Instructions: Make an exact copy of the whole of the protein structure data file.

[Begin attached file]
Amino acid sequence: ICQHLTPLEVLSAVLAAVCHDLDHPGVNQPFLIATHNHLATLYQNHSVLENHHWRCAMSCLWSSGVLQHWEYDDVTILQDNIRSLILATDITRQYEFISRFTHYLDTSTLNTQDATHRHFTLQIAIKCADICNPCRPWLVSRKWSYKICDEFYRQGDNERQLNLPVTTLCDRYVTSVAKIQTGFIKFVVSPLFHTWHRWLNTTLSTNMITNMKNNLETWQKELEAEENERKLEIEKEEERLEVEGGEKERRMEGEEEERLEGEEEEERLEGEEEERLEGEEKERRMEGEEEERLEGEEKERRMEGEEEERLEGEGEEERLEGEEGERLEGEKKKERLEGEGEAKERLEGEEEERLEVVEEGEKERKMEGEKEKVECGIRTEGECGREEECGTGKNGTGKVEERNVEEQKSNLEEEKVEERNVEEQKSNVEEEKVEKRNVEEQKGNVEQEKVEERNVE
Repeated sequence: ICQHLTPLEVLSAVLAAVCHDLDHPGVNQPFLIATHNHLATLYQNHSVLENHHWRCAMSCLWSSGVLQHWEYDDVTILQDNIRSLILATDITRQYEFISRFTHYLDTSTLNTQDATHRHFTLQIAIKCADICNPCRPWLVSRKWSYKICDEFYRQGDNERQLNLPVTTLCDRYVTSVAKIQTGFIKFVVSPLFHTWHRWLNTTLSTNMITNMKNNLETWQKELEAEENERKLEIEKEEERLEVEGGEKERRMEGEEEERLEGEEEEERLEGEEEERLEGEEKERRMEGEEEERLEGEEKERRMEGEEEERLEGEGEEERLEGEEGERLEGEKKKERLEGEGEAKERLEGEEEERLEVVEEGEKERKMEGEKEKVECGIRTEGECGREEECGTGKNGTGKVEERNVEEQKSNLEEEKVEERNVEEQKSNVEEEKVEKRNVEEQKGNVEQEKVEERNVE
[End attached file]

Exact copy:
Amino acid sequence: ICQHLTPLEVLSAVLAAVCHDLDHPGVNQPFLIATHNHLATLYQNHSVLENHHWRCAMSCLWSSGVLQHWEYDDVTILQDNIRSLILATDITRQYEFISRFTHYLDTSTLNTQDATHRHFTLQIAIKCADICNPCRPWLVSRKWSYKICDEFYRQGDNERQLNLPVTTLCDRYVTSVAKIQTGFIKFVVSPLFHTWHRWLNTTLSTNMITNMKNNLETWQKELEAEENERKLEIEKEEERLEVEGGEKERRMEGEEEERLEGEEEEERLEGEEEERLEGEEKERRMEGEEEERLEGEEKERRMEGEEEERLEGEGEEERLEGEEGERLEGEKKKERLEGEGEAKERLEGEEEERLEVVEEGEKERKMEGEKEKVECGIRTEGECGREEECGTGKNGTGKVEERNVEEQKSNLEEEKVEERNVEEQKSNVEEEKVEKRNVEEQKGNVEQEKVEERNVE
Repeated sequence: ICQHLTPLEVLSAVLAAVCHDLDHPGVNQPFLIATHNHLATLYQNHSVLENHHWRCAMSCLWSSGVLQHWEYDDVTILQDNIRSLILATDITRQYEFISRFTHYLDTSTLNTQDATHRHFTLQIAIKCADICNPCRPWLVSRKWSYKICDEFYRQGDNERQLNLPVTTLCDRYVTSVAKIQTGFIKFVVSPLFHTWHRWLNTTLSTNMITNMKNNLETWQKELEAEENERKLEIEKEEERLEVEGGEKERRMEGEEEERLEGEEEEERLEGEEEERLEGEEKERRMEGEEEERLEGEEKERRMEGEEEERLEGEGEEERLEGEEGERLEGEKKKERLEGEGEAKERLEGEEEERLEVVEEGEKERKMEGEKEKVECGIRTEGECGREEECGTGKNGTGKVEERNVEEQKSNLEEEKVEERNVEEQKSNVEEEKVEKRNVEEQKGNVEQEKVEERNVE